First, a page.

"I try to see my girlfriend."
Translation:Yo trato de ver a mi novia.
You just do ;) "tratar de + infinitive" = to try to do something It is one of the many verb + preposition combinations we need to remember
"intento" does not need "de" afterwards. "Yo intento ver a mi novia" would be the correct sentence.
The direct object (mi novia) is present in the sentence, therefore the direct object pronoun is not necessary. Your translation would be something like «I try to see her my girlfriend».
But you also clarify the object using a. Could that not be considered as a clarification as well?
I'm not sure what you're trying to ask me, sometimes an 'a' can be used to differentiate the subject from the object when both appear next to each other and neither of them is human, but in this case it is the 'personal a', used simply because the object is human, the conjugation of the verb clearly states who the subject of the verb is (yo).
I know that if you leave off the la, then it's obviously being used as the personal a. However, if you do have the direct object pronoun (la), then it could be used as clarification. In this case, it isn't correct to do that though. I looked further and found this link, which says the direct object pronoun and clarification can only be used together if the direct object is another pronoun (ex. a ella). http://www.spanishdict.com/answers/221373/direct-object-pronouns-clarification
The redundant pronoun is optional although used a lot in Latin American Spanish. It's only obigatory when the indirect object is a personal pronoun OR if it is not a personal pronoun, but precedes the verb. Me dio el libro a mi. A Paco le dio el libro.
Thanks. So, if they had said "ella" instead of "mi novia" then they would have needed a redundant pronoun?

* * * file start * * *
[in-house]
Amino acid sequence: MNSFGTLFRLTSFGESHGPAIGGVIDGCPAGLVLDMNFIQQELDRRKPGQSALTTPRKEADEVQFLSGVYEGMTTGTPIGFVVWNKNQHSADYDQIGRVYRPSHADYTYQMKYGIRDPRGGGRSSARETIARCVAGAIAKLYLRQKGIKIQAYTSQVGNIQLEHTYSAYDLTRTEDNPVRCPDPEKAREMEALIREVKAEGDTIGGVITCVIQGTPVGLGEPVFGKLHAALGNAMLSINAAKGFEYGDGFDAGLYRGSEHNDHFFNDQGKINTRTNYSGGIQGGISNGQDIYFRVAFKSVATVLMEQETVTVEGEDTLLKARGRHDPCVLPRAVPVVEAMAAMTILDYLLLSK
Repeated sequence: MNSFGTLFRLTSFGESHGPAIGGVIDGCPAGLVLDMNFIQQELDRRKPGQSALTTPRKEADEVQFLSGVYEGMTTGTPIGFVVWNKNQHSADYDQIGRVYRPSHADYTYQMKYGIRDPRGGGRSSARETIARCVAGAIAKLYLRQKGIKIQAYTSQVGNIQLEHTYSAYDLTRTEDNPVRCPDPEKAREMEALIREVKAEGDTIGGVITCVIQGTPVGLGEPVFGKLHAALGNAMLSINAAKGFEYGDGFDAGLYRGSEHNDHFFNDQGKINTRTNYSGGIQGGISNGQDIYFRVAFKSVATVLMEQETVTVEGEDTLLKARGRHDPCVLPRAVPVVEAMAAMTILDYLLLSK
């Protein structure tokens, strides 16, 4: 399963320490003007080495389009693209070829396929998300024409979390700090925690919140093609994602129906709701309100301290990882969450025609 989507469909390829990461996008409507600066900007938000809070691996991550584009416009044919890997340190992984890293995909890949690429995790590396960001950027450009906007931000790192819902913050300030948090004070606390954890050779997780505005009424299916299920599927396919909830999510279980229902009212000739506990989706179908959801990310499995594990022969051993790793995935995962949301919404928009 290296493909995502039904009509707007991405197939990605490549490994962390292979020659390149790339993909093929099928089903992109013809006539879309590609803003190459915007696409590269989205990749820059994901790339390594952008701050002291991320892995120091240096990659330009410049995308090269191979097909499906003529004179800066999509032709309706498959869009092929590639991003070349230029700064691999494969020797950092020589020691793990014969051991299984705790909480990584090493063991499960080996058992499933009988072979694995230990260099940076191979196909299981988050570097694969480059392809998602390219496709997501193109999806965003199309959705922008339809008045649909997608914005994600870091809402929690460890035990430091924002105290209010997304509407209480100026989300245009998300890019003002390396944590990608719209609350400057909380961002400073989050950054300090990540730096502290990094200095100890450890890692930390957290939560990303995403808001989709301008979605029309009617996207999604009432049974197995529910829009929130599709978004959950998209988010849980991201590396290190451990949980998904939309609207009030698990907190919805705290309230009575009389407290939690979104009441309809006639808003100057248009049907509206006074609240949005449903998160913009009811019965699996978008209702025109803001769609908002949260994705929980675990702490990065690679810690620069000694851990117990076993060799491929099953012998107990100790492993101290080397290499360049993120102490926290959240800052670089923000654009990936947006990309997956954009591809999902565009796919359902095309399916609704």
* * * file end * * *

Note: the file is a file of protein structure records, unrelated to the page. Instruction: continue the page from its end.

Ella is generally used as a subject pronoun, but can also be the object of a prepostion. So, are you asking if the sentence can be: Yo le trato de ver a ella. Yes, it could be, but one would only use that final "a ella" if you needed clarification for some reason. In normal conversation, it probably wouldn't be needed. After adding this comment I was on a Duolungo Immersion and saw a good phrase for you: Le pregunté a ella por qué lo hace. (I asked her why she does it.) ¡Que bueno!
Confusing indeed Inckwise. It appears that trato can mean 'treat' as well as 'try' which is a little strange as there doesn't seem to be an obvious connection between the two, unless a native speaker wants to advise otherwise.
Why is "Yo trato de ver mi novia" wrong? Not sure why "..a mi" is required instead of just "mi".
When you speak about a definite person or a definite animal, you always should use "a" before the object. e.g. Me gusta ver a Messi. Doy un paseo a mi perro. Estoy visitando a mis abuelos. etc
I looked up trato in Spanish Dict and nowhere does it say trato means "try". "Trato" is very confusing."
Spanish Dict is correct. Only when the preposition DE follows tratar does the meaning change! Then, the two words together = to try. Trato de se usar Duolingo cada día. (I try to use Duolingo every day.)
Why is 'trato de ver mi novia', the correct answer is 'trato de ver a mi novia', what is the 'a' for, and how would I know when to use it?
the 'a' is called a personal 'a.' It is used before direct objects which are "personal," such as people or even a specific pet, such as Spot or Meow.
Hope this helps man!
Okay, so I think that sometimes I see Tratar as “to treat”, and also sometimes “To try.” Has anyone else noticed this or am I wrong?